The Carol of the Bells takes on a more ominous tone as Nicholas is walking down the street, switching from acapella by the carolers to actual music on tape, complete with violins. The musical montage in this episode is actually well done. I am heavily biased towards Christmas music, but I think, as well, that this is the only decent source music to work with. The other musical montages we’ve seen have been songs written by 80s Christian Pop artists. Carol of the Bells is a classic. And too, this is the only music set to footage that couldn’t just be cut from the film. In the first episode ever, the music is played to Nicholas walking home from the theatre. You could’ve cut those shots and it wouldn’t affect the episode in any way whatsoever. Credit where credit is due, the music is well done, and the scene is plot relevent.
As the music plays, getting faster and faster and the voices getting lower pitched, we see Ray take his place inside an alley, which Nicholas is about to pass. Some shots of Ray’s clenched fist, shots of Nicholas, and then Ray reaches out, grabs Nicholas, and shoves him against some trash bags. The music box drops to the ground, somehow managing not to break. I mean, that’s a fragile looking music box, it should have broke in half. It should not still be tinkling. The real music has faded, and the music box is now playing The Carol of the Bells. It’s kinda creepy, which is probably what they were going for, so, yay for that.
This scene is, for its budget and scope, pretty well done. I got the sense that Nicholas was in real danger, the music was actually right for once, and I sort of felt afraid for Nicholas.
The music box continues to tinkle as Ray’s friend approaches–and Derek knocks him down. The real music playing Carol of the Bells comes back, with the tune tweaked a little bit to seem more ominous and be better background music for a fight.
I’m not explaining this well at all, but then, I’m not a musician.
Derek fights Ray for Nicholas, and I’m a little confused. There are 2 bad guys here, Ray and Whatshisname. This is stupid of Derek. He should go call someone in to help him rather than get beat up himself.
Somebody offscreen says something about calling the cops, and the two bad guys flee. Derek hands Nicholas the music box, which by all rights should at least be a little bit broken.
Nicholas: Are you ok?
Nicholas: Why did you… I mean… I don’t understand?
Because Derek is a decent person. Sure he’ll steal a few music boxes with the guys, he may steal the little kids’ milk money, he may even punch someone a few times. But he doesn’t want anyone actually getting seriously hurt. And those men would have seriously hurt Nicholas. Let’s not pretend they would have beaten him up a little and sent him on his merry way.
If this were a better movie, Nicholas would be about to learn that people aren’t black and white. (Unless we’re ticking off boxes on government forms.)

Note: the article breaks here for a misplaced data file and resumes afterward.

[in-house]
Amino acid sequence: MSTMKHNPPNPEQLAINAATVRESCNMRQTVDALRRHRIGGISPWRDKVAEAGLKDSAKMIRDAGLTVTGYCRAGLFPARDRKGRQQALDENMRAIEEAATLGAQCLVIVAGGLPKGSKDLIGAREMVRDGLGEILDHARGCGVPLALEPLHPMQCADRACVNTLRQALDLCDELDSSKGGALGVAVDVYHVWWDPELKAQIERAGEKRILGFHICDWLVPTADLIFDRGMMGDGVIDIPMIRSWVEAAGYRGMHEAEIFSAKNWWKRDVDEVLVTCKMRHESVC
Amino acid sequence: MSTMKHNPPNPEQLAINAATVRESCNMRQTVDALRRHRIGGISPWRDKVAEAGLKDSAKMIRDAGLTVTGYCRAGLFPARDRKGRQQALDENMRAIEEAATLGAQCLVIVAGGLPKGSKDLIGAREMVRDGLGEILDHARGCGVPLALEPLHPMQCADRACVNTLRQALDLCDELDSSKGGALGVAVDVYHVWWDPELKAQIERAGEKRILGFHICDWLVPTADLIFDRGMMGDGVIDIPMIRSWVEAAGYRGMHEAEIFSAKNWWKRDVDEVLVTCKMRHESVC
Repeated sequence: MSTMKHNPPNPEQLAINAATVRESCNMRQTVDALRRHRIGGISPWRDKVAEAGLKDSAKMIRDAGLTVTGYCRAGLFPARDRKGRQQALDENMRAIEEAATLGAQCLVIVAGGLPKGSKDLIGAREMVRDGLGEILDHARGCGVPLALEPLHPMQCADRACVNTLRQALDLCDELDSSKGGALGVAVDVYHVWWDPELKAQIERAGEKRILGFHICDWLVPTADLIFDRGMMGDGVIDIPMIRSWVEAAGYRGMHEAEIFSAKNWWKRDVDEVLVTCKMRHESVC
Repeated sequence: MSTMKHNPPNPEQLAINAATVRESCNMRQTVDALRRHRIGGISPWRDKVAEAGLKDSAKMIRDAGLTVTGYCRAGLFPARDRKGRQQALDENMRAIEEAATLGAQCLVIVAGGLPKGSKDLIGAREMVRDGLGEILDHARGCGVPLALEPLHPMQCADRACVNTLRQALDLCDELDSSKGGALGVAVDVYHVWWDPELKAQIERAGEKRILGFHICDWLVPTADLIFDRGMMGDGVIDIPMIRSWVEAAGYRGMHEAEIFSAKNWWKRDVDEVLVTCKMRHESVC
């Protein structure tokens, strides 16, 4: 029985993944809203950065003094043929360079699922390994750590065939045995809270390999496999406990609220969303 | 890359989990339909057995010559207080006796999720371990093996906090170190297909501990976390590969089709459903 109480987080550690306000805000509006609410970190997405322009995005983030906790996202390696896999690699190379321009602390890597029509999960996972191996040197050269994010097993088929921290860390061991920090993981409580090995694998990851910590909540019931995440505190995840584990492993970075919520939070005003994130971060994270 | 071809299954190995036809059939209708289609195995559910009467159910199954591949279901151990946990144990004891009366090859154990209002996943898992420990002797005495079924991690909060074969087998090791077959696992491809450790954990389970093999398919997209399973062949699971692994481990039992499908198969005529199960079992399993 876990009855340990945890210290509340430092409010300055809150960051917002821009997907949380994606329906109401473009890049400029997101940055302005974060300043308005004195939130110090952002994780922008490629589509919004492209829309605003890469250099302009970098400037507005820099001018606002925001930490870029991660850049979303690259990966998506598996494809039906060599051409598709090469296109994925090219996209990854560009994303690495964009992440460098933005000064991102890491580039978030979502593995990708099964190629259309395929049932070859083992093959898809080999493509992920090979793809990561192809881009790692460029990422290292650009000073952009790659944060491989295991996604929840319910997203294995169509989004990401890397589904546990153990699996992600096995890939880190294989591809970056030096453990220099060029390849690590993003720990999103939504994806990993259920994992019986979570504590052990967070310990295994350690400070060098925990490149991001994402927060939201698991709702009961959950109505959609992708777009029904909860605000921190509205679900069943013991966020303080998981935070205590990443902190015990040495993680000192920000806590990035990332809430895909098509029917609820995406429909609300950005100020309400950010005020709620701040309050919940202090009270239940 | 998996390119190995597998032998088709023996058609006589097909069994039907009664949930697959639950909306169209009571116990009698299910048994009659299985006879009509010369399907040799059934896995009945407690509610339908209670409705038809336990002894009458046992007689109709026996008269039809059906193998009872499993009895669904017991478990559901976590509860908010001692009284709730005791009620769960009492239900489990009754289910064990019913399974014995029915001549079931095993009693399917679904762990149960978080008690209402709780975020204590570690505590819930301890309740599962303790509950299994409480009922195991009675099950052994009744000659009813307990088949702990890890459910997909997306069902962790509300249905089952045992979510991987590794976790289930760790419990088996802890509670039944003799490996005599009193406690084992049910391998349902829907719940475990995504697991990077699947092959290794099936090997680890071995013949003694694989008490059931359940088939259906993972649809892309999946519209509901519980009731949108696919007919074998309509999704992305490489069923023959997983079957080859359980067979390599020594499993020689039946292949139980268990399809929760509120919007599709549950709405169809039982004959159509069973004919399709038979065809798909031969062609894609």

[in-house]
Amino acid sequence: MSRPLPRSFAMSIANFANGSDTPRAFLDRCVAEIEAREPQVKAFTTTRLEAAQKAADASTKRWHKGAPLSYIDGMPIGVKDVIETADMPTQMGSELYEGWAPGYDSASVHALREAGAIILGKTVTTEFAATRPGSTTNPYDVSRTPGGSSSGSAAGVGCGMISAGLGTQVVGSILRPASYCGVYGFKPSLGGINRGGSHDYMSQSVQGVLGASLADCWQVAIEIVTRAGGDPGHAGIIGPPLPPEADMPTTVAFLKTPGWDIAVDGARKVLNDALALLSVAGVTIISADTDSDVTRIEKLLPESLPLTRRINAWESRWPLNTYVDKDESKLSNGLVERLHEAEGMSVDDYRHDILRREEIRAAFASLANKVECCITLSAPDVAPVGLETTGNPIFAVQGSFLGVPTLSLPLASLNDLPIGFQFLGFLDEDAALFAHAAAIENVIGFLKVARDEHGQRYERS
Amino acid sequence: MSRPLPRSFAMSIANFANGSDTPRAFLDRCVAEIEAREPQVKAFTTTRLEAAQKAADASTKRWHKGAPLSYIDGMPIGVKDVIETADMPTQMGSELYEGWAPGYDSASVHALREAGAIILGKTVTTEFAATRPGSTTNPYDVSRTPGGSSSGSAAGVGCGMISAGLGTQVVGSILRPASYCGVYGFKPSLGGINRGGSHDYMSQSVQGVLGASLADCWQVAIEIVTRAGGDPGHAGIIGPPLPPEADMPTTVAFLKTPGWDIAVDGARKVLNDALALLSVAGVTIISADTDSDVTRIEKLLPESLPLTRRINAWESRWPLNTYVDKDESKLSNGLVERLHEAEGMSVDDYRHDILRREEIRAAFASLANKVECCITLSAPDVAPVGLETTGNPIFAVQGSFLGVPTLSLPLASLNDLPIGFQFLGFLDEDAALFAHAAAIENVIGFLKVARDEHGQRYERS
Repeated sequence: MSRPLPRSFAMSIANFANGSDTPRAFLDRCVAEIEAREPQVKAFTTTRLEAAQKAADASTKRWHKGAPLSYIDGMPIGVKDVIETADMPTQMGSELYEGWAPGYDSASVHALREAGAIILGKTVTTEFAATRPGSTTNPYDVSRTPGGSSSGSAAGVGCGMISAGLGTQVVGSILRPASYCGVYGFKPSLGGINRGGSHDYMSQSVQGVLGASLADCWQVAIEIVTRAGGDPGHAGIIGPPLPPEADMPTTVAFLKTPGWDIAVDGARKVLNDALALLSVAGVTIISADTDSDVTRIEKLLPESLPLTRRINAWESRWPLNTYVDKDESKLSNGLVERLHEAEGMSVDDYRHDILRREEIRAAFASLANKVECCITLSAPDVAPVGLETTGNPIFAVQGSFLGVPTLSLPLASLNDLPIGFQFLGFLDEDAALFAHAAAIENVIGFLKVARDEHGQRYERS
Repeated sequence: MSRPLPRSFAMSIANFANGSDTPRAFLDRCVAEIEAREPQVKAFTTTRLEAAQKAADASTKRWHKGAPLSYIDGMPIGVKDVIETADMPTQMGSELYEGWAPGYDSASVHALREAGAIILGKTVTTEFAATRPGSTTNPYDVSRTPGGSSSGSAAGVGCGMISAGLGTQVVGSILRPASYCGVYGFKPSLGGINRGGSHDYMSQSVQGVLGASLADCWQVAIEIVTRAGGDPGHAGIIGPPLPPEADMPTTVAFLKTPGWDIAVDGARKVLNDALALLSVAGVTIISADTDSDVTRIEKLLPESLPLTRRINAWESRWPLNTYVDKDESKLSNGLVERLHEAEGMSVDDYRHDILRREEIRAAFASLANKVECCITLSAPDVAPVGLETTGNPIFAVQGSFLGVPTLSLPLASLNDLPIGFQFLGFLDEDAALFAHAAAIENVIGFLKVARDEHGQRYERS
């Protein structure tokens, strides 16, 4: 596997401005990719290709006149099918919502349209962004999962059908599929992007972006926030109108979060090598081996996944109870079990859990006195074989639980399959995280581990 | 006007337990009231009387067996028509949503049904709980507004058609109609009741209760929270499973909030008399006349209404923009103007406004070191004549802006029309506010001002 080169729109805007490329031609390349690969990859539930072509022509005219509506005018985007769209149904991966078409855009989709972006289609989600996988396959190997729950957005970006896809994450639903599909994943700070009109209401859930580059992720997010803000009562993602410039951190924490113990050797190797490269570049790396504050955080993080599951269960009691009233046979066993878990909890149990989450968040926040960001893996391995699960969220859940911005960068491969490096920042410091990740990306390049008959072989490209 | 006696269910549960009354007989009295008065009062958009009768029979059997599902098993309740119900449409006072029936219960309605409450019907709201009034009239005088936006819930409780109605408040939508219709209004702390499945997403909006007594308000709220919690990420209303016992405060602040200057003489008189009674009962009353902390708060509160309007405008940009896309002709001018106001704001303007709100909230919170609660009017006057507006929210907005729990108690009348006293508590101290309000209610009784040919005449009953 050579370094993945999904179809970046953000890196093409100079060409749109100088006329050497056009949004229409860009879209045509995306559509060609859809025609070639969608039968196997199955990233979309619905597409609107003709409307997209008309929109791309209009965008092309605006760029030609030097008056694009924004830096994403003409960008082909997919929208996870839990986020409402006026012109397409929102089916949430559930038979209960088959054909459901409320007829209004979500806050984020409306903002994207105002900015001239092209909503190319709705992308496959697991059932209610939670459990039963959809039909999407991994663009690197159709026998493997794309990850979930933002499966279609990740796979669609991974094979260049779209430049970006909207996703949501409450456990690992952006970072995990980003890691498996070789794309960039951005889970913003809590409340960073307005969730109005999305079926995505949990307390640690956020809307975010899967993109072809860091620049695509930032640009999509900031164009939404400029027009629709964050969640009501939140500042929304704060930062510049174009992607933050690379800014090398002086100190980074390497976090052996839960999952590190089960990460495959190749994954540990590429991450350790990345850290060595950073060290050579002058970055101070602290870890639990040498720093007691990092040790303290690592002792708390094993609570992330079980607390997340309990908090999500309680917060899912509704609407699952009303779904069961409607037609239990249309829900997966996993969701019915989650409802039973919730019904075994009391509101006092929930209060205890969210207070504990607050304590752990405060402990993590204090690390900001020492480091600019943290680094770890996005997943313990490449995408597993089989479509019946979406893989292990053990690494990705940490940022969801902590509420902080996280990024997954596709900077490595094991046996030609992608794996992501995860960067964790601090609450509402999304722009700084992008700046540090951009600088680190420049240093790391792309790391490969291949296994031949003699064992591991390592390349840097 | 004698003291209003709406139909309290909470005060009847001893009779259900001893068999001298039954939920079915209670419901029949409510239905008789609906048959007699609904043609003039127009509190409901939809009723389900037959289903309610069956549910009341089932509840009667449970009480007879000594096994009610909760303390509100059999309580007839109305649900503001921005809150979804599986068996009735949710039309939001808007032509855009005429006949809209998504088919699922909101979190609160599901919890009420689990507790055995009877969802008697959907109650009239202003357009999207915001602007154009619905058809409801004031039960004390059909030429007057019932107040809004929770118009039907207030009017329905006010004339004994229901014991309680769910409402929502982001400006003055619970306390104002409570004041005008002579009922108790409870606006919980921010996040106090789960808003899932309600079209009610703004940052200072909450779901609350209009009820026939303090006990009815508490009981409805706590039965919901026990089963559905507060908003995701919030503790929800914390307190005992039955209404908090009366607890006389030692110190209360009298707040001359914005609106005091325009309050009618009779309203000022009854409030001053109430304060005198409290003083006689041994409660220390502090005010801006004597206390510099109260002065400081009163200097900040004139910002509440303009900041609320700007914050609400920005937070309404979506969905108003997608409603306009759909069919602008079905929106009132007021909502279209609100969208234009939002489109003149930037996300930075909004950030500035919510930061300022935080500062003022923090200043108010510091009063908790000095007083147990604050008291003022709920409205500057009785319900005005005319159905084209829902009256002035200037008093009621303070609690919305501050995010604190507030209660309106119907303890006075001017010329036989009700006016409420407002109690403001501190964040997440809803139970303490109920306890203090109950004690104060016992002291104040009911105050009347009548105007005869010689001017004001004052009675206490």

Derek: I don’t really know either. Maybe I’m just starting to see things… different. I gotta go.
Nicholas: Derek, thanks.
Derek: Merry Christmas.
This is Focus On the Family. I should not have been expecting this to be better… but I was expecting this to be better. When Nicholas asks Derek why he helped him, Derek could’ve just shrugged, said, “Merry Christmas,” and then left. We still would’ve gotten the character growth and change, but we wouldn’t be hit over the head with it, nor would we have to sit through this awkward scene.
There’s a shot of the Martin’s house. Someone throws fake snow over the camera as Nicholas’s voiceover talks to us. We get a shot of him and his family is sitting around the tree exchanging presents.
Nicholas: That Christmas, Derek Cryder changed. And somehow, that made Christmas seem more real than ever. It’s like, no matter who you are, or what you have to offer, god sent his son, so that all of us could know his love, and that’s what Christmas is all about.
Nicholas gives his mom the music box, and she looks like she’s about to cry, probably because it’s broken from the time he dropped it after being grabbed by Ray. She opens her arms and Nicholas gives her a big hug.
The movie could have done way better without the voiceover at the end. First off, no one needs to be told what Christmas is all about from your perspective yet again. Second, don’t tell us Derek changed. Leave exactly what happened to him up in the air, make us wonder. Get us curious for season 2. I do not know yet if the writers knew there wouldn’t be a season 2 and that that is why they tacked on this ending, or if they just didn’t care.
The episode closes (or tries to) on a shot of Nicholas’ family smiling by their Christmas tree with their presents.
McGee: And god bless us every one. *blows out candle*
Well, it almost had a halfway decent ending, anyway.
This… was bad, but it wasn’t as bad as usual. As far as McGee and Me episodes go, this one was honestly the best. It had an actual story line, one of the characters got some character development and even without being told Derek changed we saw some growth. And, the best part, McGee was hardly even in it.
In any case, that’s it for this season. We’re done. Happy Christmas in July, everyone.
*I was a really strange child